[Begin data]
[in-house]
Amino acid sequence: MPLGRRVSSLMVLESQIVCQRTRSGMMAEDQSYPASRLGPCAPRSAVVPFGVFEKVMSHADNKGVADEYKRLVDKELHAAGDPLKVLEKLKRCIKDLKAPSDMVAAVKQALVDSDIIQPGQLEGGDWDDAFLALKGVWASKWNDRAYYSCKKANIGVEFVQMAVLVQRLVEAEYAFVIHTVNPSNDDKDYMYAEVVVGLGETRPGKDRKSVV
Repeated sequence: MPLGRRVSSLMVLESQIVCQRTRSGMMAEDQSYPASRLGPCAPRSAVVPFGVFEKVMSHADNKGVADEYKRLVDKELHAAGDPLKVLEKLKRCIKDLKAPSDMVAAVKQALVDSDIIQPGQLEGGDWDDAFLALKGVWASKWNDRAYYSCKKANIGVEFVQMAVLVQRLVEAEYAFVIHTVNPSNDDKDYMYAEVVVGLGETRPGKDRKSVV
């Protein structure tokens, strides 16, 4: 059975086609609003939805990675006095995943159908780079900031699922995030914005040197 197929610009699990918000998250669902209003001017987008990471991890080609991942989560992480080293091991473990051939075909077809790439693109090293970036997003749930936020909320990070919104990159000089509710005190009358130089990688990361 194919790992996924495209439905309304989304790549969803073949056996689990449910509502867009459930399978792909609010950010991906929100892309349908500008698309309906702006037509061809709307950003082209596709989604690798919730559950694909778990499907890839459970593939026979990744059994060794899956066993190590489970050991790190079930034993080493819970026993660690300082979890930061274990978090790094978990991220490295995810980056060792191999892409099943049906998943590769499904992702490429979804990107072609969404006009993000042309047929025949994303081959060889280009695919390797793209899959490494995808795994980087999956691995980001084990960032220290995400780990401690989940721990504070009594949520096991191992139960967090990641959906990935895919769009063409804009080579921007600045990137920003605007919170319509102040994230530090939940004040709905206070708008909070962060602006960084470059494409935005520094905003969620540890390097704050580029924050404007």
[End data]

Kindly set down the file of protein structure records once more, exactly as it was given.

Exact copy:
[in-house]
Amino acid sequence: MPLGRRVSSLMVLESQIVCQRTRSGMMAEDQSYPASRLGPCAPRSAVVPFGVFEKVMSHADNKGVADEYKRLVDKELHAAGDPLKVLEKLKRCIKDLKAPSDMVAAVKQALVDSDIIQPGQLEGGDWDDAFLALKGVWASKWNDRAYYSCKKANIGVEFVQMAVLVQRLVEAEYAFVIHTVNPSNDDKDYMYAEVVVGLGETRPGKDRKSVV
Repeated sequence: MPLGRRVSSLMVLESQIVCQRTRSGMMAEDQSYPASRLGPCAPRSAVVPFGVFEKVMSHADNKGVADEYKRLVDKELHAAGDPLKVLEKLKRCIKDLKAPSDMVAAVKQALVDSDIIQPGQLEGGDWDDAFLALKGVWASKWNDRAYYSCKKANIGVEFVQMAVLVQRLVEAEYAFVIHTVNPSNDDKDYMYAEVVVGLGETRPGKDRKSVV
């Protein structure tokens, strides 16, 4: 059975086609609003939805990675006095995943159908780079900031699922995030914005040197 197929610009699990918000998250669902209003001017987008990471991890080609991942989560992480080293091991473990051939075909077809790439693109090293970036997003749930936020909320990070919104990159000089509710005190009358130089990688990361 194919790992996924495209439905309304989304790549969803073949056996689990449910509502867009459930399978792909609010950010991906929100892309349908500008698309309906702006037509061809709307950003082209596709989604690798919730559950694909778990499907890839459970593939026979990744059994060794899956066993190590489970050991790190079930034993080493819970026993660690300082979890930061274990978090790094978990991220490295995810980056060792191999892409099943049906998943590769499904992702490429979804990107072609969404006009993000042309047929025949994303081959060889280009695919390797793209899959490494995808795994980087999956691995980001084990960032220290995400780990401690989940721990504070009594949520096991191992139960967090990641959906990935895919769009063409804009080579921007600045990137920003605007919170319509102040994230530090939940004040709905206070708008909070962060602006960084470059494409935005520094905003969620540890390097704050580029924050404007």